Nursing students perform CPR on a patient experiencing cardiac arrest.
By Aleksandra Sidorova
SUNY Plattsburgh President Alexander Enyedi cut a red ribbon held up by Provost Anne Herzog and nursing student Trishelle Lewis Monday, Feb. 20. This gesture signified the end of the year-long renovation of the Damianos nursing simulation lab in Hawkins Hall.
Officially called the Dr. Xenophon and Virginia Sturrock Damianos Nursing Skills Laboratory, the lab honors ‘51 and ‘50 alumni respectively.
The renovation spanned the course of an entire academic year and two summers, beginning in the summer of 2021 and ending in the summer of 2022. The lab is “almost exact” to the original construction plans, Assistant Professor of Nursing Heather Moussa said. For the entire calendar year that the lab was under construction, students used a “makeshift” lab in the Hawkins Hall basement, Associate Professor of Nursing Dr. Shannon Hanshaw said.
Students have been using the renovated lab in Hawkins 255 throughout the fall 2022 semester, but the department decided to postpone the official launch due to pandemic-related supply chain issues and needing to sort out some construction “kinks,” such as straightening the floor.
The Damianos nursing simulation lab was designed to imitate a real hospital, Simulation and Laboratory Coordinator Michaela Davison said. It has four rooms, each with a different type of patient: a laboring mother with a baby; two children, ages 1 and 5; a critical care patient and a “typical patient,” as Moussa said.
The patients are high-fidelity manikins. The term “fidelity” refers to the manikins’ ability to mimic human bodies. They have pulses students can hear and feel, heartbeats and pupils that can constrict and dilate. They can also blink and follow nurses with their eyes.
“Pretty much, most of the functions of your human body they are capable of doing,” Davison said.
Before it was renovated, the lab was one big room with nothing to separate the patients from each other, except curtains in the laboring patient’s corner. Each room is equipped with basic caregiving and charting tools, including a headwall with a fake oxygen mask and working suction, as well as a laptop. The lab also has a storage room, which students can get supplies and medication from, like they would in a real hospital.
The difference, however, is that the high-fidelity simulation lab allows students to make “safe errors,” Davison said. She said nursing students without registered nurse licenses have restrictions as to what they may assist with, placed upon them by the state, university and medical facility they are working in.
“As much as we want to believe these are real people, they’re not,” Davison said. “So you are able to make mistakes and learn from them.”
Dr. Shannon Hanshaw controls the simulations from another room within the lab.
Nursing students enter medical simulations after a briefing on basic information about the patient and their condition. Once they’re in the patient’s room, they are on their own — their instructor manages the simulation from a separate control room, observing the students live on a computer monitor. The instructor can control the patient’s vitals and can respond either with pre-programmed responses, such as ‘Ouch!’ or speak through a microphone on the patient’s behalf.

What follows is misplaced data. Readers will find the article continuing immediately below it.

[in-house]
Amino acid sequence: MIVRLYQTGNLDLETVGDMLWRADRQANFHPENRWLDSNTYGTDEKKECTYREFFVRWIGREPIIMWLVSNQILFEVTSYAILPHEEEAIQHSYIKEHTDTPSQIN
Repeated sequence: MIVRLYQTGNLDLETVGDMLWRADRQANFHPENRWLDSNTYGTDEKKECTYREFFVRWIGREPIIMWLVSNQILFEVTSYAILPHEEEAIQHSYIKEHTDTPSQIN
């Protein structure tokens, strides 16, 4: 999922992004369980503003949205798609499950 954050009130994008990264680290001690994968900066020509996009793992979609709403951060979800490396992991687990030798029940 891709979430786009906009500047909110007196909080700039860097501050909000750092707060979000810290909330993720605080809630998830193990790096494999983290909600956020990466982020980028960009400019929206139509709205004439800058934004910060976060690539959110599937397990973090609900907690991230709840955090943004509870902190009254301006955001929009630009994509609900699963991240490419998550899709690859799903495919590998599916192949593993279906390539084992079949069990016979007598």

When students are done with a simulation, they gather in debriefing rooms to review footage of their response to the simulation and reflect on their experiences and choices.
The ribbon-cutting ceremony featured speeches from Dr. Denise Simard, dean of the School of Education, Health and Human Services, Hanshaw and Enyedi.
“Very early in my role as dean, an assistant professor walked into my office and he handed me a roll of CAD drawing, and he said, ‘I want a new lab for our faculty and our students,’” Simard said in her speech. “Six years later, here we are. We have a new lab.”
Simard also mentioned that New York State Assemblyman Billy Jones, representing District 115, is working to pass legislation that would allow for lab simulations to comprise up to 30% of nursing students’ clinical hours. Enyedi said he gave Jones a private tour of the facility last week.
Toward the end of the ribbon-cutting ceremony, Enyedi asked students working with the simulations physiology questions.
The renovation cost close to $1 million, according to Anne Hansen, executive director of the Plattsburgh College Foundation, which in part sponsored the renovation project. $500,000 was from the New York Construction Fund, and $200,000 was from the federal Higher Education Emergency Relief Fund. The remainder came from two donors to SUNY Plattsburgh. One bequest of $172,000 is from ‘95 nursing alumnus Neal Andrews, who died in 2016. Virginia and Xenophon Damianos made continual gifts to the university throughout their lifetimes, amounting to more than $300,000, all of which went either to the original simulation lab or its renovation. Additionally, the Plattsburgh College Foundation received an anonymous donation of $100,000 in response to the renovation, to go toward developing the nursing curriculum and training faculty to handle the new equipment.
Virginia Damianos died in 2009 at the age of 81. Her obituary described her “undying commitment to the university.” Virginia “Jinny” and Xenophon “Jim” Damianos met while studying in Plattsburgh and were married for 52 years. Virginia Damianos received the Once in a Century Alumni Award in 1986, and they both received the Distinguished Alumni Award in 1995.
“The laboratory serves as a permanent tribute to their generosity and their love for SUNY Plattsburgh, its students, and its mission,” Virginia Damianos’ obituary read.